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Stem Cell Bio Exam 2 Study Guide

by: AnnaCiara

Stem Cell Bio Exam 2 Study Guide 3260

Marketplace > University of Connecticut > Physiology > 3260 > Stem Cell Bio Exam 2 Study Guide
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70 questions to help prepare for the 2nd exam
Stem Cell Biology
Dr. Conover
Study Guide
50 ?




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This 9 page Study Guide was uploaded by AnnaCiara on Friday April 1, 2016. The Study Guide belongs to 3260 at University of Connecticut taught by Dr. Conover in Spring 2016. Since its upload, it has received 66 views. For similar materials see Stem Cell Biology in Physiology at University of Connecticut.


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Date Created: 04/01/16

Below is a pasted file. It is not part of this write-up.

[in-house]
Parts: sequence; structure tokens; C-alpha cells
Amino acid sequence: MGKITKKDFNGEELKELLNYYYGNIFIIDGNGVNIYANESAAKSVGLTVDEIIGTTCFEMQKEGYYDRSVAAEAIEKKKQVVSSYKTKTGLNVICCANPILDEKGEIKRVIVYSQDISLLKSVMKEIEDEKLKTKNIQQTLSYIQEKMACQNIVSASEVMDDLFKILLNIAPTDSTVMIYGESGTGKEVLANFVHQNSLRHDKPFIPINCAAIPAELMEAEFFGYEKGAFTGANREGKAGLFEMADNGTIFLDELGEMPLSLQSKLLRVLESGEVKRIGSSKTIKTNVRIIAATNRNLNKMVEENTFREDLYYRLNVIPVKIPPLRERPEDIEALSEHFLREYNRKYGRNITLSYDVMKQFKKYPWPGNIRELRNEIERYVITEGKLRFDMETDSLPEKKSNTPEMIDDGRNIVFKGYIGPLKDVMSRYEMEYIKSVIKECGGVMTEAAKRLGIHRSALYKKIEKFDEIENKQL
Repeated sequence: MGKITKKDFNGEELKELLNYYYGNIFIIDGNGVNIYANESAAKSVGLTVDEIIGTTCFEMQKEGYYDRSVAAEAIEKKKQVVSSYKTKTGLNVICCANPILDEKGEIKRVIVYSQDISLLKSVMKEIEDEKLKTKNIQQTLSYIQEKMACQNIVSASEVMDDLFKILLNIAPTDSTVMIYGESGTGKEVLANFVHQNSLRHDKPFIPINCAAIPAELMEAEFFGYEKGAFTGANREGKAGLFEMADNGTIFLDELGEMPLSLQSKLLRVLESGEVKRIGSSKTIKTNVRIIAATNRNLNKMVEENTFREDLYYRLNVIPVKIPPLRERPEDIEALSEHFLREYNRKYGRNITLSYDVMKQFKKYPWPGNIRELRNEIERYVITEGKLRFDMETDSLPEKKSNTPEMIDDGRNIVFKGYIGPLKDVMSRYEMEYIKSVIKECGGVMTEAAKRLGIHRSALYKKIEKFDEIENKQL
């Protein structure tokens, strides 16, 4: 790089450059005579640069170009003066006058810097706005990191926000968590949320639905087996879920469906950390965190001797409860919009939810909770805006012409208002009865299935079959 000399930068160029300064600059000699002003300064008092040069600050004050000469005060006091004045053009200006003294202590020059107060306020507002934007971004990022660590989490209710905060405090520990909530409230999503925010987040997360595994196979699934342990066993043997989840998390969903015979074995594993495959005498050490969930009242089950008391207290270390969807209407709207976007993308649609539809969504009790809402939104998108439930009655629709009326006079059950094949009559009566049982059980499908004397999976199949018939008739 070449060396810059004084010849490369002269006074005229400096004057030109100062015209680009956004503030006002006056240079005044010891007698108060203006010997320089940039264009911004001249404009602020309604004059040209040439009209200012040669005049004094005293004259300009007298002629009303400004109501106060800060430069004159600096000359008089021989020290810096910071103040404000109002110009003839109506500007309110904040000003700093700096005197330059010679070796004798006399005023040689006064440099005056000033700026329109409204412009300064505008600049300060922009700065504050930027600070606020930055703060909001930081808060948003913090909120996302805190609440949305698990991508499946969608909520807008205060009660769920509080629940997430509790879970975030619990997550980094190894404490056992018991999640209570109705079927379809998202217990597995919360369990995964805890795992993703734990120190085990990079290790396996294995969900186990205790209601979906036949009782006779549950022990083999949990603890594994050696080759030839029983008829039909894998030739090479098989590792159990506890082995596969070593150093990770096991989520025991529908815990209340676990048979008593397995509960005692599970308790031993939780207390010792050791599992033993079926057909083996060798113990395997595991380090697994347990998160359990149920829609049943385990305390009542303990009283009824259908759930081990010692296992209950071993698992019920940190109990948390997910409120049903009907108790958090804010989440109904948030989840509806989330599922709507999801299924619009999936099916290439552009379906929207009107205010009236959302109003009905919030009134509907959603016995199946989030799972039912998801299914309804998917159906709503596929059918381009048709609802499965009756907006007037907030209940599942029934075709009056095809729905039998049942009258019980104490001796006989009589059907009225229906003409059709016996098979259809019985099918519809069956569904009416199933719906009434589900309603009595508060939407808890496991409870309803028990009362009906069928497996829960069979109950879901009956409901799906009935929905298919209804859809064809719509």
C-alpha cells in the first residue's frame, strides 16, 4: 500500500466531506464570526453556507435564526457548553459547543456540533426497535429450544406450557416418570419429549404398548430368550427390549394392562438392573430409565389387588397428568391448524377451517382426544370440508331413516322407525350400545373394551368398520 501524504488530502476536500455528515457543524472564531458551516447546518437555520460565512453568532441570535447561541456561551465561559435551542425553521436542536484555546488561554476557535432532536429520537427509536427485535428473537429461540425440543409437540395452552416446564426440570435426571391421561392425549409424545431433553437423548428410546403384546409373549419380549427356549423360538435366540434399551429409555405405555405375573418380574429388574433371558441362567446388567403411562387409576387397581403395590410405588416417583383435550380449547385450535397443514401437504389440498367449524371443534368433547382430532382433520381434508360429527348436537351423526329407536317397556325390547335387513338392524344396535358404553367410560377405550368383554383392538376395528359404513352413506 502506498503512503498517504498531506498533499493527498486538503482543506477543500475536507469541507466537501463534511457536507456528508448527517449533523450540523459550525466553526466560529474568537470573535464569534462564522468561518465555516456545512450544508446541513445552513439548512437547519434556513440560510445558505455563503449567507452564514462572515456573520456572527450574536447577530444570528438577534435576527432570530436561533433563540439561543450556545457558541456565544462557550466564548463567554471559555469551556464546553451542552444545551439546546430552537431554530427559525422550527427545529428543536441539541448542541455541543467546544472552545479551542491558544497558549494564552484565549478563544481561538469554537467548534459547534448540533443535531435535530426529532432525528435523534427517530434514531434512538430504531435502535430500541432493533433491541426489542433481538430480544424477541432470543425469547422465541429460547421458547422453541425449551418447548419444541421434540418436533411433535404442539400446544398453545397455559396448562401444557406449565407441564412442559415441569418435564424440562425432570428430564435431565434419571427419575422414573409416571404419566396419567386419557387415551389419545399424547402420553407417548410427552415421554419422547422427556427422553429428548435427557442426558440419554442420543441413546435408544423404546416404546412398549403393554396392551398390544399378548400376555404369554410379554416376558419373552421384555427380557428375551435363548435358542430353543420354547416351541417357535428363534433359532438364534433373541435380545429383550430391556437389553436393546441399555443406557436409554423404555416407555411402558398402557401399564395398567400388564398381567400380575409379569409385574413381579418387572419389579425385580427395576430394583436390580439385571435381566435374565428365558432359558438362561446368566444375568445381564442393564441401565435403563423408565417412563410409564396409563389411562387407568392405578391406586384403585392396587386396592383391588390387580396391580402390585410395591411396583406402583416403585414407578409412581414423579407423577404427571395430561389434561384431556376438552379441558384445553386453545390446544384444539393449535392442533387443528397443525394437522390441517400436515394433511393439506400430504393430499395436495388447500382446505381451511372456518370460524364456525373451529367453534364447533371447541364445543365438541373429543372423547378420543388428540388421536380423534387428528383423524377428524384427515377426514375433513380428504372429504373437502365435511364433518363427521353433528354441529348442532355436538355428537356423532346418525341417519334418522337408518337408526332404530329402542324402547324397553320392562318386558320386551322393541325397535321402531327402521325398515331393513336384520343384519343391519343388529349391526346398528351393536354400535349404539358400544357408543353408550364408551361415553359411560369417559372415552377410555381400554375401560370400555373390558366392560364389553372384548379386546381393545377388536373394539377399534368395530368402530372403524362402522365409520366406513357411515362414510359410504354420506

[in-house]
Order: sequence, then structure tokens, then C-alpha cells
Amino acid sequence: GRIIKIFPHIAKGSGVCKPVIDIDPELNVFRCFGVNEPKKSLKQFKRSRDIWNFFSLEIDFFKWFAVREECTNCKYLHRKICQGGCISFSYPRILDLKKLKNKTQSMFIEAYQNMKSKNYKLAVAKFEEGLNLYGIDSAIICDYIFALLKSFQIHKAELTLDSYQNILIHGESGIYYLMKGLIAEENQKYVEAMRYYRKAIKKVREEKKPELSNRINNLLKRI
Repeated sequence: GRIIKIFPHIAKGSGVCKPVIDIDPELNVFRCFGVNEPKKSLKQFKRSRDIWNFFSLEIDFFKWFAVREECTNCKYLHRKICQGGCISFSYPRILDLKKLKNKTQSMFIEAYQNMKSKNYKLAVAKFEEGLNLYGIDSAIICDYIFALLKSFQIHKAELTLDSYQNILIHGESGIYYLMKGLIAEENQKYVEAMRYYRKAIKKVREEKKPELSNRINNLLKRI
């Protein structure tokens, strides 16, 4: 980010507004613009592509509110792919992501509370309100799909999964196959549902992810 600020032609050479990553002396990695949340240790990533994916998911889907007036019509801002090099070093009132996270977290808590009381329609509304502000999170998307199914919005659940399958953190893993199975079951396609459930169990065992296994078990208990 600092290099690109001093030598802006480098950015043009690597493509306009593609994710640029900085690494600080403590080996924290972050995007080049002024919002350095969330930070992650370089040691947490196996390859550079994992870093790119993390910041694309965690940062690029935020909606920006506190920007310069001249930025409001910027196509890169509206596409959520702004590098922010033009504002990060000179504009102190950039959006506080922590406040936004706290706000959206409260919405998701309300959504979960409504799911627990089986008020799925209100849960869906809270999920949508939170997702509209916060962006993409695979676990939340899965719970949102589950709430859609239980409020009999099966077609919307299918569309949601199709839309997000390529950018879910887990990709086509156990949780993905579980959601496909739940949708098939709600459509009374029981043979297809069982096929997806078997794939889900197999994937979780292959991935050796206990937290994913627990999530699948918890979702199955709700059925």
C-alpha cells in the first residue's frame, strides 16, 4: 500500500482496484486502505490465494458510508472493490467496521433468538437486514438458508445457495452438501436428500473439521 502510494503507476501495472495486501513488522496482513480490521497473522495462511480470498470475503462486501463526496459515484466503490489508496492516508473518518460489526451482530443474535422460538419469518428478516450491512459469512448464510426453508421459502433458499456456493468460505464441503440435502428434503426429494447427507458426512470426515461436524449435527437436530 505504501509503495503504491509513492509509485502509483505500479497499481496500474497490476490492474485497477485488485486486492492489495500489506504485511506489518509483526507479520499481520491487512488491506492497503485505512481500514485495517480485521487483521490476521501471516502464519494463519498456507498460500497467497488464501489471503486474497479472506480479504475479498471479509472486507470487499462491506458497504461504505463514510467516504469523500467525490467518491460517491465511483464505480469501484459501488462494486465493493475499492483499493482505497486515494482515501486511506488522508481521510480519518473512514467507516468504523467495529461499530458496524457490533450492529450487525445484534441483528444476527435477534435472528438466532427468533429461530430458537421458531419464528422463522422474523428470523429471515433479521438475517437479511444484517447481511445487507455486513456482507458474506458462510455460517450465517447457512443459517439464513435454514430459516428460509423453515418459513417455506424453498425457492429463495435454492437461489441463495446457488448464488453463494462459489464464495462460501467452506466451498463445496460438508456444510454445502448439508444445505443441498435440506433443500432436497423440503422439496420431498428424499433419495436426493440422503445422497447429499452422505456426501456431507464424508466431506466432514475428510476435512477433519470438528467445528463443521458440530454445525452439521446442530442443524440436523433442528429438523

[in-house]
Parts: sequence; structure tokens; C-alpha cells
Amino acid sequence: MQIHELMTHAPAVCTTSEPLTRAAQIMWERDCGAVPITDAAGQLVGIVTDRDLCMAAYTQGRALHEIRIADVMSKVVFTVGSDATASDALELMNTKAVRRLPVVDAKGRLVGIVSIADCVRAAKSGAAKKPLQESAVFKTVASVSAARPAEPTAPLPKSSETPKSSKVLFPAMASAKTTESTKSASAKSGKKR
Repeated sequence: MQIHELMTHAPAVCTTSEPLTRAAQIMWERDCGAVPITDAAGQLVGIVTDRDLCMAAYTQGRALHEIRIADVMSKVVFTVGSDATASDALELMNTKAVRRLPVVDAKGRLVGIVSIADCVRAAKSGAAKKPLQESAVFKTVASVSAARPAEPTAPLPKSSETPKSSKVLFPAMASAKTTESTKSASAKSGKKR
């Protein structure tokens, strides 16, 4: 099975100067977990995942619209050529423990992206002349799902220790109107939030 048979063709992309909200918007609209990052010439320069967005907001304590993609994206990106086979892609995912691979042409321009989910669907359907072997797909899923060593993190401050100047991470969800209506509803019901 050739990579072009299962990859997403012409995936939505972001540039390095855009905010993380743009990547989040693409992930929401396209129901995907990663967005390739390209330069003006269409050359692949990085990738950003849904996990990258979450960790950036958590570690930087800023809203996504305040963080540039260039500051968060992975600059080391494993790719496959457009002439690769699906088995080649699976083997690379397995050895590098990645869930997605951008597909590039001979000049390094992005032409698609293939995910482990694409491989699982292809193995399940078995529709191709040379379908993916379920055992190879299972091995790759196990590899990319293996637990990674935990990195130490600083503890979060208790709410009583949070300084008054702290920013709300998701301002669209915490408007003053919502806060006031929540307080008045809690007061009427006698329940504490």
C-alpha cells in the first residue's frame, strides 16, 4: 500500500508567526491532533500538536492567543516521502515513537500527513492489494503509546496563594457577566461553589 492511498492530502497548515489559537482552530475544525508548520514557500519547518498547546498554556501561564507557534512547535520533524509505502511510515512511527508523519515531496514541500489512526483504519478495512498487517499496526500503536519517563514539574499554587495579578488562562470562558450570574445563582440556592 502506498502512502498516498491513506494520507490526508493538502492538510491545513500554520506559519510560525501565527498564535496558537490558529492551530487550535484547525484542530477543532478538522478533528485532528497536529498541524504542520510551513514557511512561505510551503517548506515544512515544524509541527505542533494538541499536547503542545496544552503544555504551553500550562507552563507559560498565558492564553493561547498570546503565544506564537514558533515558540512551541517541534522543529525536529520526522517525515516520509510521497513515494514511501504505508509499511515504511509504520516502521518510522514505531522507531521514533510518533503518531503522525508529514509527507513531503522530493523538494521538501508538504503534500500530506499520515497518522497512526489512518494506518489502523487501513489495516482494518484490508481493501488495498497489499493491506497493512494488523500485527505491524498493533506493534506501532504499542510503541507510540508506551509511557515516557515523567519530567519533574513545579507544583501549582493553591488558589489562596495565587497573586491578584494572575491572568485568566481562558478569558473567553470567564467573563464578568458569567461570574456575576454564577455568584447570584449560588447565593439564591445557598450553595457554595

PNB 3260 Stem Cell Bio Exam 2 Study Guide 1. Describe the adult stem cell niche. 2. What is a transit-amplifying (TA) cell? Where did it come from and what does it become? 3. What is symmetric division? 4. What is asymmetric division? 5. List 6 examples of locations of stem cell niches. 6. What is the importance of adherens junctions in the stem cell niche? 7. What is the role of villi in the intestine? 8. Where are intestinal stem cells (ISCs)? What are they responsible for? 9. What type of cells line the crypt? 10.List 5 examples of differentiated progenitor cells. 11.Describe the inner lining of the stomach. 12.How is pepsin generated? 13.Describe pylorus organization. 14.What stimuli can change fate-restricted niches? 15.Define niche. 16.What are the cell types in the central nervous system (CNS)? 17.Describe neurogenesis of the ventricular system in the embryo. 18.What are the two different regions of neurogenesis in rats? 19.What are the 4 cell types in the subventricular zone (SVZ) niche? 20.How are neural stem cells detected? 21.List the types of astrocytes in the SVZ. 22.What is the function of the SVZ? 23.When does neurogenesis in the SVZ stop in a human? 24.What is a main benefit of neurogenesis? 25.What factors influence neurogenesis? 26.What factors promote neurogenesis? What causes an increase of these factors? 27.Besides neurons, what are the longest cells in the body? 28.What is a satellite cell? 29.What is Fibrodysplasia Ossificans Progressiva (FOP)? What causes it? 30.What is a fate map? 31.What happened to myoblasts exposed to BMP stimulation? 32.What is the role of Tie2+ progenitors? 33.What is the main function of the stomach? 34.Describe the cell types and secretions in the stomach. 35.Describe the migration and differentiation of stem cells in the stomach. 36.What is the function of the small intestine? 37.What is the differentiative ability of an intestinal stem cell (ISC)? 38.What is the function of the large intestine? 39.How are crypts in the large intestine “self-organizing”? 40.What happens when BMP is knocked out? 41.What happens when Noggin is overexpressed? 42.What is Wnt signaling? What happens if it is disrupted? Hyper-activated? 43.What happens when a cell leaves an area that has Wnt? 44.Discuss the relation between gastrointestinal cancer and colorectal cancer. 45.What happens when Wnt stimulus is present? 46.What happens when Wnt stimulus is absent? 47.Describe the signaling pathways and their respective resulting cell lineages. 48.What are Lgr5+ cells? Where are they located? 49.What happens when the stem cell niche in the crypt of the large intestine is injured? 50.What are the functions of skin? 51.List the similarities and differences between human and mouse interfollicular epidermis. 52.What are the 3 main regenerative processes in the skin? 53.Describe the cycle of growth in the hair follicle. 54.Describe the proliferation that occurs in the hair follicle. 55.TRUE or FALSE: Adipose precursors proliferate BEFORE activation of the hair follicle. 56.TRUE or FALSE: Hair growth (induction of anagen) REQUIRES immature adipocytes. 57.Describe the role of adipocytes in the hair follicle. 58.Describe the role of BMP in the hair follicle. 59.What are the 3 phases of the wound healing process? 60.How is healing affected if the injury involved a depletion of adipocytes? 61.TRUE or FALSE: fibroblast repopulation REQUIRES new immature adipocytes. 62.What is a hematopoietic stem cell (HSC)? 63.What lineages arise from HSCs? 64.List 3 sites of sites of blood cell formation. 65.What causes a major change in the main location of hematopoiesis? 66.What is FACS? 67.What is parabiosis? 68.What are the two different types of parabiosis? 69.What are the effects of sleep deprivation on HSC transplantation in mice? 70.What is one reason for the negative affects of sleep deprivation? Answer Key: 1. The adult stem cell niche is: a. Unique to each organ or tissue type b. Quiescent within its niche, infrequently divide c. In microenvironment that limits proliferation and differentiation d. Necessary for daily injury repair/cell replacement 2. A transit-amplifying (TA) cell is an adult stem cell that rapidly divides but differentiates into a specific cell type after a limited number of divisions. a. Stem cell à TA cell à TA cell divides many times à each becomes progenitor cell à each progenitor becomes a differentiated cell 3. Symmetric division: 2 types a. Stem cell à 2 stem cells b. Stem cell à 2 TA cells **CELL LINE IS LOST** 4. Asymmetric division: Stem cell à 1 stem cell + 1 TA cell 5. Examples of locations of stem cell niches: a. Germanium of ovary b. Apex of testis: number of stem cells limited by amount of somatic cells present that can be attached to c. Subventricular zone (in brain) i. Additional niche in brain = epithelial cells that line ventricle generate stem cells that help circulate cerebral spinal fluid d. Bulge (in hair follicle) e. Crypt of intestinal villus f. Bone marrow: can make myloid or lymphoid lineages 6. Adherens junctions help keep stem cells in the niche. 7. Villi make up the lining of the intestine and largely increase its surface area. Additionally, every villi has a crypt and every crypt helps add cells to the villa lining 8. Intestinal stem cells (ISCs) are found in the crypt of the villi in the intestine: below the progenitor cells and above the paneth cells. There are 2 locations where they are found in the crypt: the +4 position and the stem cell zone (CBC stem cells here – may be more proliferative). ISCs are responsible for regenerating the entire cell population of the villus ever 3-5 days. Cells contantly shed from top of villus and are replaced by differentiating and migrating cells created in the crypt from mitotic renewal. 9. Pericryptal fibroblasts line the villi on the mesenchymal side. 10.Differentiated progenitor cells: a. Absorptive enterocytes b. Goblet cell c. Paneth cell d. Entero-endocrine cell e. Tuft cell 11.The inner lining of the stomach is lined with epithelium. Gastric glands in the lining are lined with mucus cells, chief cells and pariental cells. 12.Pepsin synthesis: a. 1) Chief cells secrete pepsinogen b. 2) Parietal cells secrete hydrochloric acid (HCl) c. 3) Pepsinogen interacts with HCl to make pepsin d. 4) Pepsin further interacts with HCl and pepsinogen to make more pepsin 13.Pylorus a. Most inner: gland (from bottom contains base, neck, and isthmus) i. Lgr5 +ve stem cells here – removed stem cells and made organoid similar to stomach b. Upper: pit 14.Stimuli that can override fate-restricted niches: wounds or mechanical stress. 15.Niche: the dynamic microenvironment that surrounds and influences stem cells, allowing a diversity of cell types. Researchers often struggle to create niches like the ones found in vivo because of the dynamic nature of natural niches. Microfluidics may help solve the problem. 16.CNS cell types: a. Neurons b. Glia i. Oligodendrocytes ii. Astrocytes iii. Ependymal cells iv. Microglia 17.Neurogenesis of the ventricular system: BVs = Brain Vesicles; WM = White Matter Primary BVs Secondary BVs Adult Brain Structures Cerebrum: cerebral Telencephalon hemispheres (cortex, WM, basal nuclei) Prosencephalon 1- Diencephalon: (forebrain) thalamus, Diencephalon hypothalamus, epithalamus 2-Retina Mesencephalon (midbrain) Mesencephalon Brain stem: midbrain Metencephalon Brain stem: pons Rhombencephalon Cerebellum (hindbrain) Brain stem: medulla Myelencephalon oblongata N/A N/A Spinal cord 18.Two different regions of neurogenesis in rats: a. lateral wall of the lateral ventricle b. the hippocampal dentate gyrus. 19.4 cell types in the subventricular zone (SVZ) niche: a. 1) Ependyma: multiciliated, motile, post-mitotic b. 2) Type A (neuroblasts): highly migratory immature cells c. 3) Type C (TA progenitors): highly proliferative, immature phenotype d. 4) Type B (astrocytes): slowly dividing cells that surround neuroblasts 20.1) Neural stem cells are detected by incorporating [H ]-thymidine into the DNA during the S-phase of replication. 2)BrdU (bromodeoxyuridine), a synthetic thymidine analog can be incorporated in S-phase then detected with immunochemistry. 3) Retroviral vector put into genome of proliferating cells and passed to progeny 21.Types of astrocytes in the SVZ a. Structural/niche cells b. Stem cells – similar to radial glia i. Help with ependymal repair ii. Helps with repair of SVZ after damage (injury/disease) 22.The SVZ makes the olfactory bulb’s GABAergic interneurons that are important in fine odor discrimination. These interneurons make up the granule and periglomerular regions. 23.Neurogenesis in the SVZ stops when a human is 2 years old. 24.Main benefit of neurogenesis is that new information is stored with newly made neurons while old information is unharmed. 25.Factors influencing neurogenesis: a. Increased by: i. Learning ii. Exercise iii. Antidepressants b. Decreased by: i. Stress ii. Aging 26.Factors that promote neurogenesis (increased by pathological conditions - seizures) a. BDNF b. VEGF c. IGF d. FGF2 e. Neuropeptide Y 27.Outside of the CNS, the longest cells in the body are in skeletal muscle tissue. Skeletal muscle cells are called muscle fibers (they are long and multinucleated). 28.A satellite cell is a muscle stem cell. This is the cell responsible for muscle’s regenerative ability. They are ONLY found in skeletal muscle but may be able to differentiate into more cell types (fat, connective tissue, bone). 29.FOP is an autosomal-dominant disease with inappropriate bone growth in the skeletal muscle or soft tissues, starting in childhood or early teens. It is caused by a mutation (R206H) in the BMP Type I receptor (ACVR1). 30.A fate map shows development stages of an organism and indicates the fate of cells and regions. This is important for successful grafting, isolation and experimental treatments for FOP. 31.Myoblasts exposed to BMP stimulation increased osteogenic markers (ALP, Runx2, Osterocalcin) and decreased myogenic markers (MyoD, Myogenin) à giving an osteogenic phenotype. 32.Tie2+ progenitors mediate heterotopic ossification (injury-induced and spontaneous). 33.The main function of the stomach is to digest proteins. The acidity of the stomach activates proteases. 34.Stomach cell types and secretions Cell Type Secretion Mucous neck cell Mucus and bicarbonate Gastric acid (HCl) and intrinsic factor Parietal cell (for Ca2+ absorption) Enterochromaffin-like cell Histamine (important for acid stimulation) Chief cells Pepsin(ogen) and gastric lipase D cells Somatostatin (acid inhibition) G cells Gastrin (acid stimulation) 35. Migration/differentiation of stem cells in the stomach: cells starts as Lgr5 +ve stem cell in gland bottom then migrates upwards towards the pit and differentiates into a TA/progenitor cell then migrates to the pit and differentiates into a mucin 6 producing cell that continues to migrate up to the top of the pit until it dies and is sloughed off (*EXCEPTION* paneth cells migrate DOWNWARD – towards the bottom of the gland). 36.The small intestine functions to digest carbohydrates and lipids AND absorb nutrients. 37.An intestinal stem cell (ISC) –located in bottom of gland - can differentiate into: a. Absorptive cell: located at mouth of crypt and line the villi b. Secretory cells: i. goblet cell: located sporadically between absorptive cells ii. enteroendocrine cell: located sporadically between absorptive cells iii. paneth cell: located in base of crypt next to stem cells (stem cells attach), live up to 6 weeks 38.The function of the large intestine: a. Continue vitamin absorption b. Water absorption 39.The self-organization of crypts in the large intestine: a. Formation of crypt à i. Stimulated by sonic hedgehog signaling in mesenchymal cell of underlying tissue (hedgehog signals concentrated in intervillus space) 1. HH signaling activates BMP secretion 2. à BMP-2 and BMP-4 secreted from mesenchyme to form villi ii. Inhibited by BMP signaling iii. Noggin (BMP inhibitor) secreted in crypt b. Formation of villi à i. HH signaling activates BMP secretion ii. à BMP-2 and BMP-4 secreted from mesenchyme to form villi iii. BMP promotes differentiation of cells in the villi 40.BMPR1A knock out à EXCESSIVE CRYPT DEVELOPMENT a. Clinical disorder in humans: Juvenile Polyposis Syndrome – a mutation in BMPR1A or SMAD4 a downstream effector of BMPs 41.Noggin overexpression à EXCESSIVE CRYPT DEVELOPMENT a. BMP factor that blocks crypt formation via HH b. Noggin protects epithelium from BMP action 42.Wnt signaling a. Wnt & receptors are in both in crypt b. Signaling promotes/maintains proliferation – keeps cells in crypt dividing c. Stops differentiation (EXCEPT paneth cells) d. Pathway disrupted à loss of crypts and reduction in number of villi e. Hyper-activation à huge crypts are formed f. Maintenance of stem cells done by releasing Wnt in response to Wnt 43.When a cell leaves an area that has Wnt, the cell can take on potential to become a differentiated cell. As a cell loses Wnt signaling it starts to express EphrinB1. Ephrin2/3 expressed in stem cell niche. 44.Colorectal cancer: a. A type of gastrointestinal cancer b. One of leading causes of cancer-related deaths c. Most are caused by mutations in important parts of the Wnt pathways (APC – tumor repressor gene mutated) d. Gastric cancer is close in frequency/deadliness 45.Wnt stimulus is present: a. Wnt binds to Frizzled-Lrp5/6 (receptor) and LRP (accessory receptor) b. Inhibits APC c. Beta-catenin is stabilized, accumulates and goes to nucleus d. Stimulates Tcf transcription factors (beta-catenin binds to Tcf) e. Activates transcription of Wnt/Tcf target genes 46.Wnt stimulus is absent: a. Proteosomal degradation: APC destruction complex causes beta-catenin to have shortened half-life 47.Signaling pathways and resulting cell lineages a. Wnt signaling à secretory cell lineages b. Notch signaling à absorptive cell lineages (also inhibits secretory cell lineages-enterocyte lineage) 48.Lgr5+ cells a. Lgr5 is a G-protein coupled receptor; is a downstream target of Wnt signaling b. Located at base of crypt c. Rapid division 49.Injury to crypt (ex: radiation) a. à Lgr5+ve CBC stem cells die but paneth cell niche survives b. à Regeneration: i. 1) epithelium regenerated from Lgr5+ve cells that survived ii. 2) TA cell plasticity - go back into niche and regain stem cell identity 50.Functions of skin: a. Protection: from pathogens and environmental damages b. Prevent water loss c. Thermoregulation d. Absorption (gas exchanges) e. Sensory input f. Social cues 51.Similarities and differences between human and mouse interfollicular epidermis: a. Similarities i. Epidermal layering: stratum corneum (dead), granular layer, spinous layer, basal layer, basal lamina b. Differences i. Mouse: single layer of granular layer and spinous layer ii. Human: multi-layer granular layer and spinous layer iii. Basal layer in human is wave shaped not straight (mouse) 52.3 main regenerative processes: a. InterFollicular Epidermis (IFE) i. New upper layers every 4 weeks ii. Proliferate of cells and differentiation in basal layer the move outward iii. Outer most layers shed b. Hair Follicle (HF) i. 2 regions: epithelial and mesenchymal c. Wound Healing 53.Hair follicle cycle of growth: a. Anagen (growth) à catagen (regression) à telogen (rest) à early anagen 54.Proliferation in the hair follicle: a. Catagen à telgogen: Bulge cells migrate to hair germ b. Telogen-anagen: Hair germ proliferates c. Anagen: Bulge cells self-renew 55.TRUE: Adipose precursors proliferate BEFORE activation of the hair follicle. 56.TRUE: Hair growth (induction of anagen) REQUIRES immature adipocytes. Additionally, immature adipocytes are a sufficient stimulus for hair growth via the dermal papilla. 57.Hair follicle growth à cytokine secretions from epithelial section à cytokines activate adipogenesis à BMPs derived from adipocytes inhibit hair growth AND mature adipocytes inhibit activation of stem cells in the hair follicle a. Niche is created by adipocyte lineage to regulate stem cells in the hair follicle 58.BMP (believed to be mature adipocyte derived) keep follicles in rest state and prevent them from growing. 59.3 phases of wound healing process a. 1- inflammation phase day 1-3 i. mature adipocytes contribute b. 2- proliferation phase 3-7 i. more cells than existed in uninjured cells ii. proliferating adipocyte precursors (preadipocytes) are present iii. need to prune away extra cells c. 3- remodeling phase 7-21 i. scar - injury too big ii. inducible dipseria toxin receptor 60.If injury involves a depletion of adipocytes, then revasularization and re- epithelialization are less effective. 61.TRUE: fibroblast repopulation REQUIRES new immature adipocytes. 62.Hematopoietic stem cell (HSC): stem cell that matures into blood cell via hematopoiesis and 63.HSCs can generate 2 lineages: a. Myeloid à neutrophils, basophils, eosinophils, erythrocytes, platelets b. Lymphoid à T cells and B cells 64.Sites of blood cell formation i. Yolk sac (extra-embryonic) ii. Fetal liver iii. Bone marrow (most common site for adults) 65.The severing of the umbilical cord changes the site of hematopoiesis to mainly be the bone marrow because there is a major change in blood flow that results in the loss of nestin pericytes and alteration of the HSC niche in the fetal liver. 66.FACS stands for Fluorescent Activated Cell Sorting – a method which uses a laser on each single cell to isolate certain cell types based on charge. Steps: a. 1) fluorescently label undifferentiated stem cells (fluorescent tag attaches to the surface marker of the cell receptor) b. 2) cell pass through one by one and are shown on by a laser c. 3) fluorescently marked cells will have a negative charge and non marked cells will have a positive charge 67.Parabiosis: surgically joining two organisms (mice in this case) so they share circulation. 68.Two kinds of parabiosis a. isochronic: 2 aged mice (aged-aged) b. heterochronic: one aged one young (aged-young) 69. Sleep deprivation of the donor during a HSC transplantation results in a 50% reduction in ability of the transplanted cells to properly engraft and reconstitute blood and bone marrow AND thwarts migration/homing of HSCs. 70.Growth hormone is secreted during sleep, which may be one reason for the negative affects of sleep deprivation.